10. A rotary propeller according to claim 8 wherein each blade has a tip of a triangular cross-section.

11. A rotary propeller according to claim 8 wherein each blade has a base of a cross-section and a tip of another cross-section.

12. A rotary propeller according to claim 8 wherein each blade is twisted about an axis extending in a lengthwise direction.

13. A rotary propeller according to claim 12 wherein said axis is a straight axis.

14. A rotary propeller according to claim 12 wherein said axis is a curved axis.

15. A rotary propeller according to claim 1 wherein each apertured blade has a plurality of said holes.

16. A rotary propeller according to claim 1 wherein said holes are opened in a three-dimensional manner.

Description:

BACKGROUND OF THE INVENTION

1. Field of the Invention

The present invention relates to an improvement of a rotary propeller having a rotor rotating in a duct and a plurality of blades secured to the rotor, and more particularly to the rotary propeller which may generate greater thrust.

2. Description of the Prior Art

When manufacturing an aerial car or vehicle flying in the air, its body size and weight should be restricted. For an aerial car having a regular body size of a passenger car, a duct fan diameter is 800 mm or smaller and its revolution is in practice 4000 rpm or lower. Such design is only capable of generating thrust of about one third of that required to propel the car into the air. When a duct fan diameter is doubled, more improved thrust could be obtained, but the body size should become huge, like a bus. This is a main reason why an aerial car or vehicle has not yet been practiced on a commercial base.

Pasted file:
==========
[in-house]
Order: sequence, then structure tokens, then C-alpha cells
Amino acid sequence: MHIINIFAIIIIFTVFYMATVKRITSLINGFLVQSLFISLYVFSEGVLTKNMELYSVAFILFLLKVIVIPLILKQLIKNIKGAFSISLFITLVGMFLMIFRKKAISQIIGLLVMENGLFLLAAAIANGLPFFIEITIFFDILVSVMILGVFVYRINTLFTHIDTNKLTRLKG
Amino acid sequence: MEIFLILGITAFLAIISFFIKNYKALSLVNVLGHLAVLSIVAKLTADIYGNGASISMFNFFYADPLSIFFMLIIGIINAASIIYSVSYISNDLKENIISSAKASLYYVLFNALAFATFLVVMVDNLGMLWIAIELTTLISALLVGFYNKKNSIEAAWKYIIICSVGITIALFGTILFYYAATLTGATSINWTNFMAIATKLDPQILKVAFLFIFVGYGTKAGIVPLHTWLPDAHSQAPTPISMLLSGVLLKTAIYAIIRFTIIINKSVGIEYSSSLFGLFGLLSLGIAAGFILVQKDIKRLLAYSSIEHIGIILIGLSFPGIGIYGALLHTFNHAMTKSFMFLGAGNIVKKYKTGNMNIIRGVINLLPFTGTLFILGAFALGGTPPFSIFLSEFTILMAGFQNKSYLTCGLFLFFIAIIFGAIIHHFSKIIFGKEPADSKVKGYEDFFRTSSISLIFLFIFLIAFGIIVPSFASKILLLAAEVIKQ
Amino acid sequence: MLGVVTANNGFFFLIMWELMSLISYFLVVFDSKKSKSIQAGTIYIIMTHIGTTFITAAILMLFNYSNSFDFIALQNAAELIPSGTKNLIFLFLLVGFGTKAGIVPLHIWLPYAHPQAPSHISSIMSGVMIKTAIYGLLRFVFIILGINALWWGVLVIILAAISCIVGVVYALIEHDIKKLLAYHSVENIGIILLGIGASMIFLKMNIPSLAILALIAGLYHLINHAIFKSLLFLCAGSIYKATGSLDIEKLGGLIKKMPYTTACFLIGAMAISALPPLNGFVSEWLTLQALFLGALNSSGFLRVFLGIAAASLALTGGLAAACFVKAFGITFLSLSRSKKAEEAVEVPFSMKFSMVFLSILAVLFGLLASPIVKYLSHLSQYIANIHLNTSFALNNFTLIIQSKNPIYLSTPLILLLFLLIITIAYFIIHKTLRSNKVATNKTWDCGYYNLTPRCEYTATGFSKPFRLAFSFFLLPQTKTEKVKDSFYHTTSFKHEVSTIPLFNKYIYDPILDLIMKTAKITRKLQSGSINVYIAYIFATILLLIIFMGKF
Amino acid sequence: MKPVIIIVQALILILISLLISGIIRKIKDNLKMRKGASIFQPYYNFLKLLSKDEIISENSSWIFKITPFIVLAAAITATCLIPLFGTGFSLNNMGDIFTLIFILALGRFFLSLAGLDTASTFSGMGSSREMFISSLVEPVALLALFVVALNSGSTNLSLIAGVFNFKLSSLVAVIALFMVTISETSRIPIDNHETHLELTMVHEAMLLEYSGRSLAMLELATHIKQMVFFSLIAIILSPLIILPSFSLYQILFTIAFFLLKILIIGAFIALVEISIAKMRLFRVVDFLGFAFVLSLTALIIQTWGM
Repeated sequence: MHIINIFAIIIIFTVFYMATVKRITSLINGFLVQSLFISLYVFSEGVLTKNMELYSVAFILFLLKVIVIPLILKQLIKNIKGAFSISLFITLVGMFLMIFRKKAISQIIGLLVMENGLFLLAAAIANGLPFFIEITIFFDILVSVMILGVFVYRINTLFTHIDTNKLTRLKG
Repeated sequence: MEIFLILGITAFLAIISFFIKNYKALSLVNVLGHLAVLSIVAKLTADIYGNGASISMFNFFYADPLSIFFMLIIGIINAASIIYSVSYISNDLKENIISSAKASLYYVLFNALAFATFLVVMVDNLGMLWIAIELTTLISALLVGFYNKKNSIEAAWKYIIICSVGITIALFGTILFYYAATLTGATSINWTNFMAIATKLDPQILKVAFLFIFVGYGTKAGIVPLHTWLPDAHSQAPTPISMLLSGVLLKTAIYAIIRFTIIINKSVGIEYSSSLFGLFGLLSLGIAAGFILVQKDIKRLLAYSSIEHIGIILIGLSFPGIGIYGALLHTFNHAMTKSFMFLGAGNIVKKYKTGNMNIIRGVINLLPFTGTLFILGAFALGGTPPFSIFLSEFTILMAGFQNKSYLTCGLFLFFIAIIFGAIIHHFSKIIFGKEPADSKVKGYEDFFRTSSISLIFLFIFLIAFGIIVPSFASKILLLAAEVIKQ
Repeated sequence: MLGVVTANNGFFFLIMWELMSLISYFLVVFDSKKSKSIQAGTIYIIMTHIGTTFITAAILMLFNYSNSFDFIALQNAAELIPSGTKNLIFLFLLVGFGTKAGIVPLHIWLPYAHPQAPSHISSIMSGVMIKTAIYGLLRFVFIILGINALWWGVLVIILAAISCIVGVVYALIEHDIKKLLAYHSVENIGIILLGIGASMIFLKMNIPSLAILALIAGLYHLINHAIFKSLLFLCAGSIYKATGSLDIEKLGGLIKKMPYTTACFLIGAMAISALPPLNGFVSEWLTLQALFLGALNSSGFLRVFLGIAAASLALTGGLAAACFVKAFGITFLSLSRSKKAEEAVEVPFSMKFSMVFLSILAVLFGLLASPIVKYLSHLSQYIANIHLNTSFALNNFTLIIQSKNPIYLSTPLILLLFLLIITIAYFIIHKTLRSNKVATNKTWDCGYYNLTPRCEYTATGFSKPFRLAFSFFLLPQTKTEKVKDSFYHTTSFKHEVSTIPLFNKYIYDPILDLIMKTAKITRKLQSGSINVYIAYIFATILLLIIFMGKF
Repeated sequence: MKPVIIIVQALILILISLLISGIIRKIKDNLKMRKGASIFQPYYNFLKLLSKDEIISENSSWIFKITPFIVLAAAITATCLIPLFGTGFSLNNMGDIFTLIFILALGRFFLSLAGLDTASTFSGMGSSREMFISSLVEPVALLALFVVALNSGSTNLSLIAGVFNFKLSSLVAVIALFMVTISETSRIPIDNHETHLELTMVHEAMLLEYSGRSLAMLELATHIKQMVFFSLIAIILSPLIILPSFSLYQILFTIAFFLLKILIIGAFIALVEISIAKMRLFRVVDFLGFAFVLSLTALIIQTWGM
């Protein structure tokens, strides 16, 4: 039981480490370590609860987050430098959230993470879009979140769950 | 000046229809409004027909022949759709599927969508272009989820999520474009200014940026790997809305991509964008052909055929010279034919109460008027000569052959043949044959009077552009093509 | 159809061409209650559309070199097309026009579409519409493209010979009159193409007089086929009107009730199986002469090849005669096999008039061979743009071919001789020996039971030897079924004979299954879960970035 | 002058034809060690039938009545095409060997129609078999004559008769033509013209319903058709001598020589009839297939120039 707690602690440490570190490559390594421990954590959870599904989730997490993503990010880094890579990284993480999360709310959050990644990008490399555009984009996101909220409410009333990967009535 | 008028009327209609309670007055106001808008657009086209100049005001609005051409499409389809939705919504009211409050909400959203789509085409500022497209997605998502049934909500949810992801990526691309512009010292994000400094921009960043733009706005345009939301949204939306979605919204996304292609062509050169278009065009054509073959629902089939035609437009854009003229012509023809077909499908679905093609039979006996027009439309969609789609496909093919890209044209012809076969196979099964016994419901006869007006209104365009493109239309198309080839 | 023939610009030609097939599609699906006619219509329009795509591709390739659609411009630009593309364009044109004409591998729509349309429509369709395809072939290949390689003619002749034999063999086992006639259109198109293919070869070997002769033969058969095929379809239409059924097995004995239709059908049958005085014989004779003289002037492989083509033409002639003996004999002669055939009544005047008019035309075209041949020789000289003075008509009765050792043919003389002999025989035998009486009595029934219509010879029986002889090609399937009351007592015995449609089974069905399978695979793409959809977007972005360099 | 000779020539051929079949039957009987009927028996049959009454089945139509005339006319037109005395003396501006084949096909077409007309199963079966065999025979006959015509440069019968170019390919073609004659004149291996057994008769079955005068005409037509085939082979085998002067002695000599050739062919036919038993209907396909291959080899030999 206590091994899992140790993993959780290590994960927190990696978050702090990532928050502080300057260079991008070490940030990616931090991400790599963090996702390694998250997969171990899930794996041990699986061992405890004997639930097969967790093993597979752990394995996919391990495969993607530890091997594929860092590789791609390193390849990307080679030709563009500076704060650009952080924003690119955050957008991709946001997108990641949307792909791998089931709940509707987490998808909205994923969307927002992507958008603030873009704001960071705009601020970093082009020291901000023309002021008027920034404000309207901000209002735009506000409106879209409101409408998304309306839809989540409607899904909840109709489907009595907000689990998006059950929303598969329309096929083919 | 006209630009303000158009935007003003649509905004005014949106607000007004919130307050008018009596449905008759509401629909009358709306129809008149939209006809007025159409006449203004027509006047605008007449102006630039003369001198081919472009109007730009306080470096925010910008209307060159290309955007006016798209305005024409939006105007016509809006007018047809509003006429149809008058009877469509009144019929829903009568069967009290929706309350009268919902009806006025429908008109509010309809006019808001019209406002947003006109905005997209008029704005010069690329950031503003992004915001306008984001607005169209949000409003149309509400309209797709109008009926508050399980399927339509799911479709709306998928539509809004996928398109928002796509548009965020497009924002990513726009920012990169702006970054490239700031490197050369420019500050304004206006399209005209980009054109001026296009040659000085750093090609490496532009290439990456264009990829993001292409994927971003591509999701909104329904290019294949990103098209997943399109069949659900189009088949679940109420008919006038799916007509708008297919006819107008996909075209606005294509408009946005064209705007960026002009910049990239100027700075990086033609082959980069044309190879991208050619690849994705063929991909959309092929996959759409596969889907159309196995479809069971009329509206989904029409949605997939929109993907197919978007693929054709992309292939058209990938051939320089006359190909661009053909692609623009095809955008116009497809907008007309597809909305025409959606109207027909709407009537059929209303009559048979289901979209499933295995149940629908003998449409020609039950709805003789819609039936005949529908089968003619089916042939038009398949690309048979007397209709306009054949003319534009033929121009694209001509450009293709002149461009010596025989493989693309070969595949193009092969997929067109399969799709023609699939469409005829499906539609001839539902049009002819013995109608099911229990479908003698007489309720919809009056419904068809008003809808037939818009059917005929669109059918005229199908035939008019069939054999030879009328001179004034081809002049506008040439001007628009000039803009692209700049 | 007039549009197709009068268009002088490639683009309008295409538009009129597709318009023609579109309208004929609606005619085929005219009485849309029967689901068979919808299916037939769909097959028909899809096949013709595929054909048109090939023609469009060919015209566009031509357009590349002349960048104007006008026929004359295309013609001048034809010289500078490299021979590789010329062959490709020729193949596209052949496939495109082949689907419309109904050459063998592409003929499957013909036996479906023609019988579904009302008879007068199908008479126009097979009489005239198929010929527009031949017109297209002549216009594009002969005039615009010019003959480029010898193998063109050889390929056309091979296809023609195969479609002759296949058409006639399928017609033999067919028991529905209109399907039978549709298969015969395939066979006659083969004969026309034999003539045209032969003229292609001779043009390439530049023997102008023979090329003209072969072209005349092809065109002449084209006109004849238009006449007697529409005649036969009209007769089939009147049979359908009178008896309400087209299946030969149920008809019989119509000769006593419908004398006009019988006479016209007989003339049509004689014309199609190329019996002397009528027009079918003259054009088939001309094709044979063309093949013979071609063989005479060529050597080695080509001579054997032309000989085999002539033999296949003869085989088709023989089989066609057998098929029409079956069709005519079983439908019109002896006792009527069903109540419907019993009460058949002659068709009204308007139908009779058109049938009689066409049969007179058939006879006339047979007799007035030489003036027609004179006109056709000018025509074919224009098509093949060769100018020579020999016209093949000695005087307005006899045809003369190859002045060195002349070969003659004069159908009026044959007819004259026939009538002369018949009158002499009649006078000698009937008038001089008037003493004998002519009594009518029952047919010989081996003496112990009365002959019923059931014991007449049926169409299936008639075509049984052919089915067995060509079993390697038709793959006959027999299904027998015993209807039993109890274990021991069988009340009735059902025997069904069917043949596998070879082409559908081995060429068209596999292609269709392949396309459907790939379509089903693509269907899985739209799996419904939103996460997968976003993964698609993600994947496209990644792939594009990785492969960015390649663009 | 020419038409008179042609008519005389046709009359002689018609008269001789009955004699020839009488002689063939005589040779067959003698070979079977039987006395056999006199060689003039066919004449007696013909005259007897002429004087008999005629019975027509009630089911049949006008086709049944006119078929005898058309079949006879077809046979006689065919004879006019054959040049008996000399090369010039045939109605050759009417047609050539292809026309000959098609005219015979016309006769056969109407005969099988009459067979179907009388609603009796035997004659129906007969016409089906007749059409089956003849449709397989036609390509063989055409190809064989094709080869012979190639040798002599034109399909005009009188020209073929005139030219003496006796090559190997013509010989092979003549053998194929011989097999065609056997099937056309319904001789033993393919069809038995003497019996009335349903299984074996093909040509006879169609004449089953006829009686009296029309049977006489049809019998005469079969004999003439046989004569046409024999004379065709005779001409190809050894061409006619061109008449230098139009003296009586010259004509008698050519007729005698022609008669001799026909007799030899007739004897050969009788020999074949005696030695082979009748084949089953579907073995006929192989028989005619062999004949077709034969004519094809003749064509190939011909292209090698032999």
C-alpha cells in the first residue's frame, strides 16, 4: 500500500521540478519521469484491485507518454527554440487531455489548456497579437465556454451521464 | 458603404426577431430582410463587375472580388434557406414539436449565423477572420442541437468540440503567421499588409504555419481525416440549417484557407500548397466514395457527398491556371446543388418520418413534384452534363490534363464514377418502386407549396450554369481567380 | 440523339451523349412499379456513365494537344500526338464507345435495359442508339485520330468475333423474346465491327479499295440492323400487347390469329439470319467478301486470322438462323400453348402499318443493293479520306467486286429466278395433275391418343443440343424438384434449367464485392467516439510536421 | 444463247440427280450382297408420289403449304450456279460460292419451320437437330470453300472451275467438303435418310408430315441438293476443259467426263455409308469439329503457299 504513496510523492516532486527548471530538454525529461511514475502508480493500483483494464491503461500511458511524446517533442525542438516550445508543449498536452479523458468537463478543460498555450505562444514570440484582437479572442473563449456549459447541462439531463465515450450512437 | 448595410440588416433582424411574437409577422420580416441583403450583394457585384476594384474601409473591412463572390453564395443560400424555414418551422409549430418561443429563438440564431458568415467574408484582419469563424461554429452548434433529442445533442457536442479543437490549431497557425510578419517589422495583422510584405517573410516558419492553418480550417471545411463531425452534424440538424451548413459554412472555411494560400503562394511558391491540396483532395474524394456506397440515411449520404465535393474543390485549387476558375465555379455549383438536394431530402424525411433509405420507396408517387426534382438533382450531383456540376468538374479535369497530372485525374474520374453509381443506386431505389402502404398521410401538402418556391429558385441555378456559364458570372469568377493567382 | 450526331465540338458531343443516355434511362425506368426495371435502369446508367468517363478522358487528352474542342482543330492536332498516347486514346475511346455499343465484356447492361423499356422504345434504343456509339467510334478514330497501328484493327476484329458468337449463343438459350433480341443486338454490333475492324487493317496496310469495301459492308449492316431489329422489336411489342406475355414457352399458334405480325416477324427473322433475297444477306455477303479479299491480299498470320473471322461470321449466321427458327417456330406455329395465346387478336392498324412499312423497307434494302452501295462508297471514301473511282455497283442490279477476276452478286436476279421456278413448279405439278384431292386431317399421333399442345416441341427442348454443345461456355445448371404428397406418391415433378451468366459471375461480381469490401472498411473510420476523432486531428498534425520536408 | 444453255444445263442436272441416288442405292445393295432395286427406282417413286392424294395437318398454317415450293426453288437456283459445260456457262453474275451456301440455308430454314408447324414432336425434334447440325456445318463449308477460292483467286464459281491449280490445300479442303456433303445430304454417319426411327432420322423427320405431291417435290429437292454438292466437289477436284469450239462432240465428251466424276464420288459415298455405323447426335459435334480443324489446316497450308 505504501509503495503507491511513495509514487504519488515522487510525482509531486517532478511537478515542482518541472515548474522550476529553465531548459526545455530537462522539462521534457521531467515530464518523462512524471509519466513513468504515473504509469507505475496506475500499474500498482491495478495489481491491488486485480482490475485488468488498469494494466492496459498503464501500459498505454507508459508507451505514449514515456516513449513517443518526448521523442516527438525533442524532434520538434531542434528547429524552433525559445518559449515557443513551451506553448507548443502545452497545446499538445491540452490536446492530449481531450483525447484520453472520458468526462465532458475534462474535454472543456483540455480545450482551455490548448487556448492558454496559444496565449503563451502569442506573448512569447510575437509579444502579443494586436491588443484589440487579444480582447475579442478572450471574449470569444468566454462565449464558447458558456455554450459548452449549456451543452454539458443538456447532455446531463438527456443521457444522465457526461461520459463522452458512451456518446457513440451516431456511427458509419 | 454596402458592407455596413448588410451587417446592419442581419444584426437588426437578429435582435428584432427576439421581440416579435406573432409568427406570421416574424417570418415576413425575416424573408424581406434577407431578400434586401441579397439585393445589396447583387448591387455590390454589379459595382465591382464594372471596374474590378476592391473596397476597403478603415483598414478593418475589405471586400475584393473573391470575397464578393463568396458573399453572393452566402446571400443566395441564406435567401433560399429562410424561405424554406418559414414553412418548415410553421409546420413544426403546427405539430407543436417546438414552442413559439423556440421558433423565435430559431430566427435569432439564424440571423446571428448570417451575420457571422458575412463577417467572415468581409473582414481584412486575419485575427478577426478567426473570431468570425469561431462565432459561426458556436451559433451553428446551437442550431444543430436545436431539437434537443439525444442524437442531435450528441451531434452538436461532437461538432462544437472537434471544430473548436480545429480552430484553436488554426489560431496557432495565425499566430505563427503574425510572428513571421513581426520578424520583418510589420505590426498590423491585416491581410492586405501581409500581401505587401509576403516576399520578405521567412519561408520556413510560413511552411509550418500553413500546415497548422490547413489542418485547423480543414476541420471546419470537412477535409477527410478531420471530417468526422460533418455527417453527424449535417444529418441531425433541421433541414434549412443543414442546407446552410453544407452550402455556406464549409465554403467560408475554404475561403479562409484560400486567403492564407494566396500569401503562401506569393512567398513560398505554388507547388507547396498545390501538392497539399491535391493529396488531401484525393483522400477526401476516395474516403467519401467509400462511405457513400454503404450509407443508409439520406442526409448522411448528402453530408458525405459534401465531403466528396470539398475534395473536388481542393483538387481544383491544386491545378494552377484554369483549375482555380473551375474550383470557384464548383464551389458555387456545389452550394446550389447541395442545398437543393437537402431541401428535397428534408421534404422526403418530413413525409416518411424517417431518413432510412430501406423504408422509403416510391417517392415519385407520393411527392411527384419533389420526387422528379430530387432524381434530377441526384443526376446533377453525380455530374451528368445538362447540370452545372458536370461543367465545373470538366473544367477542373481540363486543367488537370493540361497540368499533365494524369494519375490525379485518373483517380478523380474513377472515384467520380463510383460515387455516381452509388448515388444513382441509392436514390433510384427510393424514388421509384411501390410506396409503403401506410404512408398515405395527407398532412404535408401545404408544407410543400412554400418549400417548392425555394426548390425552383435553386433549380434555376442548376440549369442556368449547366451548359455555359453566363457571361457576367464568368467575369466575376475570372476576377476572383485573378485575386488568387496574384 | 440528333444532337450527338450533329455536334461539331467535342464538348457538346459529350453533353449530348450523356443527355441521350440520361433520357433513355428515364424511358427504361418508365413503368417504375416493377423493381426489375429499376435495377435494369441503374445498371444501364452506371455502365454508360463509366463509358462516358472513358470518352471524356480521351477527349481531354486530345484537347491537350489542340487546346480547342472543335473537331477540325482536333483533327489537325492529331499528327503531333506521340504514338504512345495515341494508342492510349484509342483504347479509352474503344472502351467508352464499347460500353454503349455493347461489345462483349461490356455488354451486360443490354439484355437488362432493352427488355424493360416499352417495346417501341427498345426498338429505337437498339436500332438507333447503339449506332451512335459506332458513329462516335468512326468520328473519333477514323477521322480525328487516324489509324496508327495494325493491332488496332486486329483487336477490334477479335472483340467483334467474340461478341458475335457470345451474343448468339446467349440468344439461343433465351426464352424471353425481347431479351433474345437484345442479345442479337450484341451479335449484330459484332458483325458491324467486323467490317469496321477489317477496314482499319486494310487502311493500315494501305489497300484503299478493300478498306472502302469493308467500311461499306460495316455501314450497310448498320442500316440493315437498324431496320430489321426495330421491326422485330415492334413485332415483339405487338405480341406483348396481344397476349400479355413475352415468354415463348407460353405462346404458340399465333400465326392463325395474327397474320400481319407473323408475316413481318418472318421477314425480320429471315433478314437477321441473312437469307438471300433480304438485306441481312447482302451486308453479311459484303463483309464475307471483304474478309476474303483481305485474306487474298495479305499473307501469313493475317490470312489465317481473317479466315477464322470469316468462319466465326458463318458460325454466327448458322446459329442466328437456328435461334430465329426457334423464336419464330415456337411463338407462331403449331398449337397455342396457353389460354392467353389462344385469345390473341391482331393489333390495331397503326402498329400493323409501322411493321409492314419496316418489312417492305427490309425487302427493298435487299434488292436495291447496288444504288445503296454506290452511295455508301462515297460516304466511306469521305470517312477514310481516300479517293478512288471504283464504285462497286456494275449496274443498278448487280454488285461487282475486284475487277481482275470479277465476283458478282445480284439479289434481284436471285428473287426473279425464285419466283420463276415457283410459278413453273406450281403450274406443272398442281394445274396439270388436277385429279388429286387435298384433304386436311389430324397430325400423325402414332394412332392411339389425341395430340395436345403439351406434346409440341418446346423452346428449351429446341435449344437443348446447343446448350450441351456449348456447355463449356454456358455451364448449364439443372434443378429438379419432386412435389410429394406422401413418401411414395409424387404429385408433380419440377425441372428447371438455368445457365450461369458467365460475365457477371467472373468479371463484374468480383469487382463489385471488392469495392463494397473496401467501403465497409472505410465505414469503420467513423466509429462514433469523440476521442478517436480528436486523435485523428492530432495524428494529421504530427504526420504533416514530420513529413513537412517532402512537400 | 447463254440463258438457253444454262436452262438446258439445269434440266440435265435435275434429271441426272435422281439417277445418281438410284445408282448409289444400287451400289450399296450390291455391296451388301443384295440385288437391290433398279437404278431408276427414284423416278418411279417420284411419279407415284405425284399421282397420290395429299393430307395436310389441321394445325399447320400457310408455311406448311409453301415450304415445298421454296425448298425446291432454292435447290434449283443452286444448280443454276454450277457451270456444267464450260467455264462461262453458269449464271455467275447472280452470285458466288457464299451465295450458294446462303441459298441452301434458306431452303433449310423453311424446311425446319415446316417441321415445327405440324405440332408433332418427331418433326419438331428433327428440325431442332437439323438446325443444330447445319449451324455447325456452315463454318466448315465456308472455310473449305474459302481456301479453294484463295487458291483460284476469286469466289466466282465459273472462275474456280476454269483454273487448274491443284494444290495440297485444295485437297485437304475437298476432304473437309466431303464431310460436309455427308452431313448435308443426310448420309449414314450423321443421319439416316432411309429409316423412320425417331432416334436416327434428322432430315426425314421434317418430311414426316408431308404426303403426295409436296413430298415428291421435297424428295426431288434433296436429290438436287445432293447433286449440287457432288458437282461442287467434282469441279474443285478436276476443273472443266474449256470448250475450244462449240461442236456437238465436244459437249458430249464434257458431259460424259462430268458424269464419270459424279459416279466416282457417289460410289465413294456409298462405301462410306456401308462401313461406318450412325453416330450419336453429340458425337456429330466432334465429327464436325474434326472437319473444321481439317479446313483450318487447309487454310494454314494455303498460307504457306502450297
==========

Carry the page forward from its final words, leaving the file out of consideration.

SUMMARY OF THE INVENTION

Accordingly, it is an object of the present invention to provide a rotary propeller of a novel construction which is capable of generating improved thrust.

To achieve the above and other objects, in accordance with the present invention, there is provided a rotary propeller having a rotor rotating in a duct and a plurality of blades secured to said rotor, characterized in that said blades comprise apertured blades and non-apertured blades, one apertured blade cooperating with adjacent two non-apertured blades at opposite sides thereof to form a blade set, jet streams passing through said holes of said apertured blade from an upstream area A of said blade set toward a downstream area B of said blade set, said jet streams entraining air streams in said downstream area B of said blade set to be spouted out of said duct.

There may be provided a plurality of said blade sets. In an embodiment, said apertured blades and said non-apertured blades are arranged alternately so that one non-apertured blade is an element of one blade set and at the same time is an element of another, adjacent blade set. In another embodiment, said blade set comprising one apertured blade and two non-apertured blades at opposite sides of said apertured blade are arranged separately.

In another preferred embodiment, said holes in said apertured blade are opened aslant with respect to a direction of rotation of said rotor.

In another preferred embodiment, each blade is secured to said rotor in such manner that a wind-receiving surface positioned upstream of a direction of rotation of sad blade is inclined with respect to a center axis of said rotor at an acute angle. Said acute angle may be about 30 degrees.